The only way my own mother knew

I grew up in the 1980’s where there was very little information available for people to understand Autism Spectrum Disorders. Many people on the Autism Spectrum were left unnoticed and misdiagnosed. There was not the diversity or understanding about Autism Spectrum Disorders as there is today. Most people thought of a person with Autism as Dustin Hoffman’s character in the 1988 film, Rain Man. The movie actually portrayed a man with Savant Syndrome whose family had placed him in an institution because they were unable to handle his strange and difficult behavior.

Unfortunately, most people today still view a person with Autism the same way. The misdiagnosing of people on the Autism Spectrum still continues to occur. The sudden attention of the various disorders within the spectrum has shined some light and has brought about media coverage. This exposure has helped to make the medical community become more knowledgeable enabling them to correctly diagnose individuals with Autism Spectrum Disorders. This exposure has made people believe that there is an epidemic of autism, however, this is not so. Previously, these individuals were misdiagnosed with various mental illnesses when in reality they had Pervasive Developmental Disorder. There is no epidemic today but the large number of correct diagnoses shows the sudden understanding of autism in the medical community.

My mother raised me knowing that I was different from my brothers, cousins, and other children growing up with me. She knew that there was something unusual about me but did not understand why. She sought out medical assistance but was never satisfied with the answer they provided. She felt deep down inside of her the need to uncover what made me function differently than everybody else. Only in my early twenties did I discover the real source of my unusual behavior.

I attribute my success today to the persistence and care of my mother. Throughout my life even though she knew I was different, she has always been there for me. She enabled me to grow despite my handicaps and become a productive member of society. She continues to build my self-esteem and to challenge me to be independent and work hard. My mother has an innate understanding of what is best for me. Her natural qualities of patience and social skills have enabled me to have a true sense of who I am as a person.

My life growing up was very difficult and rocky most of the time. Throughout my life my peers, teachers, and siblings did not have an understanding of who I was or why I acted and said things that they deemed odd. Life was and continues to be a challenge for me every day. Life is quite different for a child on the autism spectrum and know matter how one tries they can not compete with their “Neurotypical” counterparts.

As I moved through various periods of my life there was many times where I wanted to do things when I was not ready to. My mother would tell me “Jason, be patient and listen to me, I am only trying to help.” However, there were many times when I would push myself harder than my mother felt I should. I would become frustrated feeling I was held back, but she always would boost me up with words of encouragement.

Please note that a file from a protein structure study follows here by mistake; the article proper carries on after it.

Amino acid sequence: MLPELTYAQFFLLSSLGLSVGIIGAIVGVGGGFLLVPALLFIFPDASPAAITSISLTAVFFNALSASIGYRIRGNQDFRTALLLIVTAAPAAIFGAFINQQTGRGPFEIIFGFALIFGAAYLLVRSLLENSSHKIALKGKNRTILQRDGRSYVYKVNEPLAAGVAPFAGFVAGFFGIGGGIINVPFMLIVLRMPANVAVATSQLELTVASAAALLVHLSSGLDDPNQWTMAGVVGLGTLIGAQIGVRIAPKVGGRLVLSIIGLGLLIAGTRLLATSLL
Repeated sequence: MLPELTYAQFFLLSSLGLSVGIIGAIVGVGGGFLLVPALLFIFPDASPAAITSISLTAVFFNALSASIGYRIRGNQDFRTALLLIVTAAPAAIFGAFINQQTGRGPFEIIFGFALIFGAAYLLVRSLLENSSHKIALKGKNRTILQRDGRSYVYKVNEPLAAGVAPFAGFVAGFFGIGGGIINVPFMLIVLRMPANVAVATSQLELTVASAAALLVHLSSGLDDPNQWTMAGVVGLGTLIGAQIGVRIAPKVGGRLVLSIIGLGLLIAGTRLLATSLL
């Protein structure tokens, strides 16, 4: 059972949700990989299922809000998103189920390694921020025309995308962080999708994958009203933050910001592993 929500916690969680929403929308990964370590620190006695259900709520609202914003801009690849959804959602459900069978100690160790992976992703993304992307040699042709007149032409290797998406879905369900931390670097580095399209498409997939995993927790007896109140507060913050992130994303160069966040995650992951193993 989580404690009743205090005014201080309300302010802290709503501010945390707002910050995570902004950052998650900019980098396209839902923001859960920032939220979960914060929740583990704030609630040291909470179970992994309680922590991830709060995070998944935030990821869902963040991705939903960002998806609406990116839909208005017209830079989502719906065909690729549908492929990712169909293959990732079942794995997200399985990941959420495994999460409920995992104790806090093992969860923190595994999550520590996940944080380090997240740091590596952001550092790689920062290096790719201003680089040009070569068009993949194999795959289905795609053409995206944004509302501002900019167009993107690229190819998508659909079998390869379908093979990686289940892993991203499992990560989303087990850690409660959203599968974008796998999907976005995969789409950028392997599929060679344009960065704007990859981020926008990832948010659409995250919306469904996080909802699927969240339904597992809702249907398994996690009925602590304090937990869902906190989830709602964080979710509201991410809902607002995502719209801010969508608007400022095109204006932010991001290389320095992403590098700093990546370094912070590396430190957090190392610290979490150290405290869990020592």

Many people felt that without having tenacity a person can not achieve anything. My life has driven me to make it in a field where only Neurotypicals achieve. My drive has given me a sense of accomplishment. I have become just as good as my Neurotypical peers who are in the field of Cardiac and Vascular Technology by proving to them that by struggling eventually you achieve what you want to. Sometimes you must feel inside of you what you desire even though it’s a rough road, and go with it anyways no matter how tough it can become.

My life’s journey brings about many individuals who help guide me. At times these individuals became more influential then my support system. However, there are many misinformed individuals who have no understanding about Autism Spectrum Disorders. These individuals can be very insensitive and cruel. They can cause pain, humiliation with no sense of our feelings. However, in order to reach for the stars you must recognize who is helping and who is hampering. Learning to use our instincts is the best way to handle these situations even when we don’t like what are instincts tell us.

In order to have success in the world you must listen carefully to what people say and to make clear judgments for yourself.  No matter what seems to happen in my life, I always show the tenacity and drive to keep on going.  As a current friend always tells me, “I am like the energizer bunny.”

Success equals Special Unknown Catalyst Carving Extraordinary Social Skills

out, J

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3 thoughts on “The only way my own mother knew

  1. Takashi Miyake

    Dear Jason,
    I loved your writing about your mother. I have a 17-year old daughter who attends Cook Academy, a special education school in SoHo. She has a learning disability and other issues. I actually work with your brother, Eric who told me about your blog. My daughters and I love Bronx Zoo. I heard from Eric that you love that place, too and that you are a member. I am a member as well and take my daughters there quite often. Hope to meet you in person one of these days at the zoo. Regards,